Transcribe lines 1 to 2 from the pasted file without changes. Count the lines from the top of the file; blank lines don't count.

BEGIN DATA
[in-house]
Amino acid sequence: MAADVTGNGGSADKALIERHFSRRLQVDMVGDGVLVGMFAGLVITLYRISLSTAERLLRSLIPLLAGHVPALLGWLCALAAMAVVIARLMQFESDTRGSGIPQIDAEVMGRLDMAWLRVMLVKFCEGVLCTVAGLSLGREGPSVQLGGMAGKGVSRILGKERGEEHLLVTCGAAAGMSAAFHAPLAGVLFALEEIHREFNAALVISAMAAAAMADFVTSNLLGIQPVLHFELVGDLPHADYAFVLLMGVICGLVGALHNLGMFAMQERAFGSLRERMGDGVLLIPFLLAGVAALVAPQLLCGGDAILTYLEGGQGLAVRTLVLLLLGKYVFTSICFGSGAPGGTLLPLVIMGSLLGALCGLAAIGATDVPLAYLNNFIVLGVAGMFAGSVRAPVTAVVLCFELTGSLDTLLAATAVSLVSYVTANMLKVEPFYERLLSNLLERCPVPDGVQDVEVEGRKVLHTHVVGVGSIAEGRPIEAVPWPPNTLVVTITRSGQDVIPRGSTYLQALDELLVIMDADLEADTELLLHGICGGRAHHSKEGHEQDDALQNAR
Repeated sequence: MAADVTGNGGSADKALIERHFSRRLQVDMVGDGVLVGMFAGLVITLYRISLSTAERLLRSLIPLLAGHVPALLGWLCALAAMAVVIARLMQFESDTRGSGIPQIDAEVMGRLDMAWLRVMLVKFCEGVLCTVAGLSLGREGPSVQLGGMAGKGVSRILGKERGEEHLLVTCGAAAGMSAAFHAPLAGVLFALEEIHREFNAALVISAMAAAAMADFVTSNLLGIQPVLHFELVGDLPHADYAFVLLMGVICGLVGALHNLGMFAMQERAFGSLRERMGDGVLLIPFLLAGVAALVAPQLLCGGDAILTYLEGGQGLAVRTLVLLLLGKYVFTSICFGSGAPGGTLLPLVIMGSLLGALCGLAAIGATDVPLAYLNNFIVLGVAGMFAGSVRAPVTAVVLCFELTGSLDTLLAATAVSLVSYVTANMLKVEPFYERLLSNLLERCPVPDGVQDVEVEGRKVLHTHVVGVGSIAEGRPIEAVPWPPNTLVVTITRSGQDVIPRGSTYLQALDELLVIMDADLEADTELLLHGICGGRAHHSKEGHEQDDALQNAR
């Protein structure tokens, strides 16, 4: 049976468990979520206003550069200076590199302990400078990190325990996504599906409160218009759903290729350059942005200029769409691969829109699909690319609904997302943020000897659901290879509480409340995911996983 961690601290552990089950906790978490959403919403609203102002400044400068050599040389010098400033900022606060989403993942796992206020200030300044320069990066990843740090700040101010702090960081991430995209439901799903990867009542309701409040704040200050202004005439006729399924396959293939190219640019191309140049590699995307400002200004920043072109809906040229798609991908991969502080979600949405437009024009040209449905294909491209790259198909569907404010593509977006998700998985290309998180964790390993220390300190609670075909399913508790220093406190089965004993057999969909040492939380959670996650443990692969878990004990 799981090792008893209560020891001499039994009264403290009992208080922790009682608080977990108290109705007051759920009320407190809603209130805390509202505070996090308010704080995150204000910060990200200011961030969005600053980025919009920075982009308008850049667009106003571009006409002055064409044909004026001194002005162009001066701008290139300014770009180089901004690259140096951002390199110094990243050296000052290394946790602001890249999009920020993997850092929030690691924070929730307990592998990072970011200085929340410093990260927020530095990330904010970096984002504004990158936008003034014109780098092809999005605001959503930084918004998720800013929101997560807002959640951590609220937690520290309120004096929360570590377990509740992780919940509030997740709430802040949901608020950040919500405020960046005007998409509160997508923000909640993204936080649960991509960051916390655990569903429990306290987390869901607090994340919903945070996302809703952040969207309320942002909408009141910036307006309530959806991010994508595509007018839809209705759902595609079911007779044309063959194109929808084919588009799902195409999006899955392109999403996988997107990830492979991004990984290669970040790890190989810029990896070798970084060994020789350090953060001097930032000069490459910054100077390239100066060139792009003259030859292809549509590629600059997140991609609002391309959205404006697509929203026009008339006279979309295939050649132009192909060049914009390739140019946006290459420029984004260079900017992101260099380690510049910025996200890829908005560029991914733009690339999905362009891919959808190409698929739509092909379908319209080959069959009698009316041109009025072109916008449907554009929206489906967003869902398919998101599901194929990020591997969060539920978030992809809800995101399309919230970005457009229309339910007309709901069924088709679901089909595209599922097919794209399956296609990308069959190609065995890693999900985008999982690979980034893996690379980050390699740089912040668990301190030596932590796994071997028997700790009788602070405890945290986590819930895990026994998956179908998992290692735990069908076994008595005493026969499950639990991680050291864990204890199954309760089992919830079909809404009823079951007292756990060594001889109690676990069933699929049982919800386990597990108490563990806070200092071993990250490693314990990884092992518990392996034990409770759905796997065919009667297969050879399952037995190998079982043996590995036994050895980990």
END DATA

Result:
[in-house]
Amino acid sequence: MAADVTGNGGSADKALIERHFSRRLQVDMVGDGVLVGMFAGLVITLYRISLSTAERLLRSLIPLLAGHVPALLGWLCALAAMAVVIARLMQFESDTRGSGIPQIDAEVMGRLDMAWLRVMLVKFCEGVLCTVAGLSLGREGPSVQLGGMAGKGVSRILGKERGEEHLLVTCGAAAGMSAAFHAPLAGVLFALEEIHREFNAALVISAMAAAAMADFVTSNLLGIQPVLHFELVGDLPHADYAFVLLMGVICGLVGALHNLGMFAMQERAFGSLRERMGDGVLLIPFLLAGVAALVAPQLLCGGDAILTYLEGGQGLAVRTLVLLLLGKYVFTSICFGSGAPGGTLLPLVIMGSLLGALCGLAAIGATDVPLAYLNNFIVLGVAGMFAGSVRAPVTAVVLCFELTGSLDTLLAATAVSLVSYVTANMLKVEPFYERLLSNLLERCPVPDGVQDVEVEGRKVLHTHVVGVGSIAEGRPIEAVPWPPNTLVVTITRSGQDVIPRGSTYLQALDELLVIMDADLEADTELLLHGICGGRAHHSKEGHEQDDALQNAR